Thousands of investors made millions of pounds by buying shares as the FTSE 100 Index fell 200 points and then watching it rebound sharply the day after.
The number of transactions broke a record during the day, hitting about 350,000 against an average in the last quarter of about 300,000, a London Stock Exchange spokesman said.
“In terms of the number of trades, it was the busiest day we have ever had,” he said.
Investors traded 4.75 billion shares compared to the recent daily average of about 3.1 billion.
Financial spreadbetting firm City Index reportedly said more than 8,000 retail investors dived into the market on Thursday, allowing the FTSE to recover more than 100 points by the close.
On Friday, the market ended the session at similar levels to those seen before Thursday morning.
Automatic trading systems used by institutional investors began dumping stock when shares fell sharply on news of the blasts, creating an opportunity for other investors.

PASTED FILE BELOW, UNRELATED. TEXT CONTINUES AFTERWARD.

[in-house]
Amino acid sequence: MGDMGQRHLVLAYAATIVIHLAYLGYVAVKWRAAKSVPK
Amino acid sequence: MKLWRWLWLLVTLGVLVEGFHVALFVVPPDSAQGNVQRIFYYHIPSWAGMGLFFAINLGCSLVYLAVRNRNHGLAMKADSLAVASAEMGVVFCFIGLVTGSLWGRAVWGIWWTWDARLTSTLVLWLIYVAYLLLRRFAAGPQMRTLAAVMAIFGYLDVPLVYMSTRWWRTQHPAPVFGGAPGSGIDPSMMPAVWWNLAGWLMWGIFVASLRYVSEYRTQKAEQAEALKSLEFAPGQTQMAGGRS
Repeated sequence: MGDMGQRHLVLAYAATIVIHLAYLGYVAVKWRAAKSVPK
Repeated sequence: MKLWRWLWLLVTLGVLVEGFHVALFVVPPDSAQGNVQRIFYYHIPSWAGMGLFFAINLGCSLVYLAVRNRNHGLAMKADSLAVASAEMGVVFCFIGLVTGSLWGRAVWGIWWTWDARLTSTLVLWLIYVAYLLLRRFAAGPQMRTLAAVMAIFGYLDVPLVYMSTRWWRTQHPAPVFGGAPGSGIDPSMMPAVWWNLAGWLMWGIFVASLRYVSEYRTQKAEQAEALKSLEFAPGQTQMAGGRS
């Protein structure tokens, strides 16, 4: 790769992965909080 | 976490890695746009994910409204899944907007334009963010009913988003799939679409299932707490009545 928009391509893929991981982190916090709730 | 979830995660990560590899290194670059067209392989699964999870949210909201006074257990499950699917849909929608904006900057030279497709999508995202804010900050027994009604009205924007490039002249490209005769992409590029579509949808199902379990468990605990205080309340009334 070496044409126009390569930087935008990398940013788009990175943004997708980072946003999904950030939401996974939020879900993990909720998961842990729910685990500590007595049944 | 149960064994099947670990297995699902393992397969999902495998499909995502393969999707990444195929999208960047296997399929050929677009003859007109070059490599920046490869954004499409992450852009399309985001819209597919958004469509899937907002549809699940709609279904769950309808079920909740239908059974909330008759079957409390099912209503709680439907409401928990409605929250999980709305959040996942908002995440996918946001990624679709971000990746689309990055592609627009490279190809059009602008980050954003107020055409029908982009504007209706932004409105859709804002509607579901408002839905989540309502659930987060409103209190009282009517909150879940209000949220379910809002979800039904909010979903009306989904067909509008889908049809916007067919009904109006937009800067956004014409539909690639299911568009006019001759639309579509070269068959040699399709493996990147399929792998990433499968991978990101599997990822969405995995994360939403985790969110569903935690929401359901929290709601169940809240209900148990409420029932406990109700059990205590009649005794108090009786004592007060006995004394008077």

However, City authorities reportedly considered closing the City down after hearing news of the blasts.
A committee of officials from the Treasury, the Bank of England and the Financial Services Authority, held urgent telephone talks to decide whether to suspend market trading after the attacks, according to weekend reports.
Members of the committee eventually took no action after deciding the attacks had not jeopardised market stability.
However, the blasts could cause more misery for beleaguered retailers, another report said.
Analysts expect visits to the capital’s stores to have slumped by up to 50% over the weekend.
Retailers in the capital could lose billions as a result of the tragedies, although it is predicted that tourism in the capital will return to normal in four to five months.